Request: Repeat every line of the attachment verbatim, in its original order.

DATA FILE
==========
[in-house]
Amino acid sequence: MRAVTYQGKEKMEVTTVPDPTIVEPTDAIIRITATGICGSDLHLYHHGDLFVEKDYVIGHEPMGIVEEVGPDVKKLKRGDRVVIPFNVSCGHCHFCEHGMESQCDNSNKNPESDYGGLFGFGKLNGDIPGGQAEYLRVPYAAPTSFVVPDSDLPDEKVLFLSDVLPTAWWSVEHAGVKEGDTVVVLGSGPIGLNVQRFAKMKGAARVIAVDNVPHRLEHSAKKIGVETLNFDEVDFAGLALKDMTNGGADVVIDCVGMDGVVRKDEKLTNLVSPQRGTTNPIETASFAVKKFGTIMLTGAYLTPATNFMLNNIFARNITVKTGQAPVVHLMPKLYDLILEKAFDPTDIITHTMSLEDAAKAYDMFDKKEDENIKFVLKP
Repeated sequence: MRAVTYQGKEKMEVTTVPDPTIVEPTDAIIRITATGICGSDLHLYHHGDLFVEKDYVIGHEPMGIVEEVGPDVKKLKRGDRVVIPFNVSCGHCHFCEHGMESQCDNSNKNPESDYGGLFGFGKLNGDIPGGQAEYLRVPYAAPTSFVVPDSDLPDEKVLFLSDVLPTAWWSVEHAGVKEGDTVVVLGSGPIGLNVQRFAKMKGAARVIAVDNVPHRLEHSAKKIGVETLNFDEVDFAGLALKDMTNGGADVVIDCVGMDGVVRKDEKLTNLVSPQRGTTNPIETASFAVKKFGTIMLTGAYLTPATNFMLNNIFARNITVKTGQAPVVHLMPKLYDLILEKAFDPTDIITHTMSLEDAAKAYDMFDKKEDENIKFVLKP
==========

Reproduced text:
[in-house]
Amino acid sequence: MRAVTYQGKEKMEVTTVPDPTIVEPTDAIIRITATGICGSDLHLYHHGDLFVEKDYVIGHEPMGIVEEVGPDVKKLKRGDRVVIPFNVSCGHCHFCEHGMESQCDNSNKNPESDYGGLFGFGKLNGDIPGGQAEYLRVPYAAPTSFVVPDSDLPDEKVLFLSDVLPTAWWSVEHAGVKEGDTVVVLGSGPIGLNVQRFAKMKGAARVIAVDNVPHRLEHSAKKIGVETLNFDEVDFAGLALKDMTNGGADVVIDCVGMDGVVRKDEKLTNLVSPQRGTTNPIETASFAVKKFGTIMLTGAYLTPATNFMLNNIFARNITVKTGQAPVVHLMPKLYDLILEKAFDPTDIITHTMSLEDAAKAYDMFDKKEDENIKFVLKP
Repeated sequence: MRAVTYQGKEKMEVTTVPDPTIVEPTDAIIRITATGICGSDLHLYHHGDLFVEKDYVIGHEPMGIVEEVGPDVKKLKRGDRVVIPFNVSCGHCHFCEHGMESQCDNSNKNPESDYGGLFGFGKLNGDIPGGQAEYLRVPYAAPTSFVVPDSDLPDEKVLFLSDVLPTAWWSVEHAGVKEGDTVVVLGSGPIGLNVQRFAKMKGAARVIAVDNVPHRLEHSAKKIGVETLNFDEVDFAGLALKDMTNGGADVVIDCVGMDGVVRKDEKLTNLVSPQRGTTNPIETASFAVKKFGTIMLTGAYLTPATNFMLNNIFARNITVKTGQAPVVHLMPKLYDLILEKAFDPTDIITHTMSLEDAAKAYDMFDKKEDENIKFVLKP